Oliver Cromwell in Ireland (Commentary)

This commentary is based on the classroom activity: Oliver Cromwell in Ireland

Q1: Give one possible reason why Sir Arthur Aston did not surrender to Oliver Cromwell on 10th September, 1649.

A1: Sir Arthur Aston probably thought that his army could withstand Cromwell's attack. Another possible reason is that he did not trust Cromwell and thought that he would kill his men if he surrendered.

Q2: Study source 2. Why, according to Cromwell, had he brought his army to Ireland?

A2: Cromwell claimed he had brought his army to Ireland so that he could: (i) punish the "blood-thirsty Irish"; (ii) "propagate the Gospel of Christ"; (iii) restore peace and order.

Q3: Select sources from this unit that provide information on: (i) the weapons and tactics Cromwell used in Ireland; (ii) Cromwell's religious beliefs.

A3: (i) Source 3 shows how Cromwell used the tactic of threatening his opponents before attacking them. Source 7 indicates he was willing to carry out these threats. Sources 6 and 8 provides information on the weapons Cromwell's army used in Ireland; (ii) Source 2 reveals Cromwell's strong religious beliefs. To Cromwell, the "establishment of truth", meant the establishment of Protestant beliefs.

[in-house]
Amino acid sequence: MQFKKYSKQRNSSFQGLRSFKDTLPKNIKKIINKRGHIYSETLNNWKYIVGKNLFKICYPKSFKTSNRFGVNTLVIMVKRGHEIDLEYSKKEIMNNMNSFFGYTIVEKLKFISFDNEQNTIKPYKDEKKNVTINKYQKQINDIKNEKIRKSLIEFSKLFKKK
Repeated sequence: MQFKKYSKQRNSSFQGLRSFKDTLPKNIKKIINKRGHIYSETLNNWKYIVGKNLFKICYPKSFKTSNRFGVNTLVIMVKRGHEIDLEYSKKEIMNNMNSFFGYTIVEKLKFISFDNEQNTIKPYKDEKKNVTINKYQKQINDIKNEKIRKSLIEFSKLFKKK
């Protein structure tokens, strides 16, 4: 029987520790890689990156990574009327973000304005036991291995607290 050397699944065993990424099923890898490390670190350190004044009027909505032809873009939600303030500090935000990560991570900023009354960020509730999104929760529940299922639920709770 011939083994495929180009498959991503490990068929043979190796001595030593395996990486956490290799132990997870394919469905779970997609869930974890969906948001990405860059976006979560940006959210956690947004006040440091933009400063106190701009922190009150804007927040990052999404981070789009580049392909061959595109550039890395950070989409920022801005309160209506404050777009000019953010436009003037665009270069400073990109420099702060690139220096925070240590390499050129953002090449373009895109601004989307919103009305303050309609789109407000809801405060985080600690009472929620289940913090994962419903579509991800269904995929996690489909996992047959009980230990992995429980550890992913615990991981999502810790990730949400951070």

Q4: Why do some historians believe that Oliver Cromwell was a "war criminal"?

A4: Oliver Cromwell (source 7) admits carrying out atrocities against the Irish catholics. This includes what happened at St Peter's Church: "about 100 of them fled to St Peter's Church... they asked for mercy, I refused... I ordered St Peter's Church to be set on fire".

Pauline Gregg (source 5) and Christopher Hill (source 9) both point out that Cromwell ordered his soldiers to kill civilians: "From the whole engagement there were few prisoners, and these were sent as slaves to the Barbadoes. Every priest in the town was killed. Even civilians perished, though immune by the rules of war."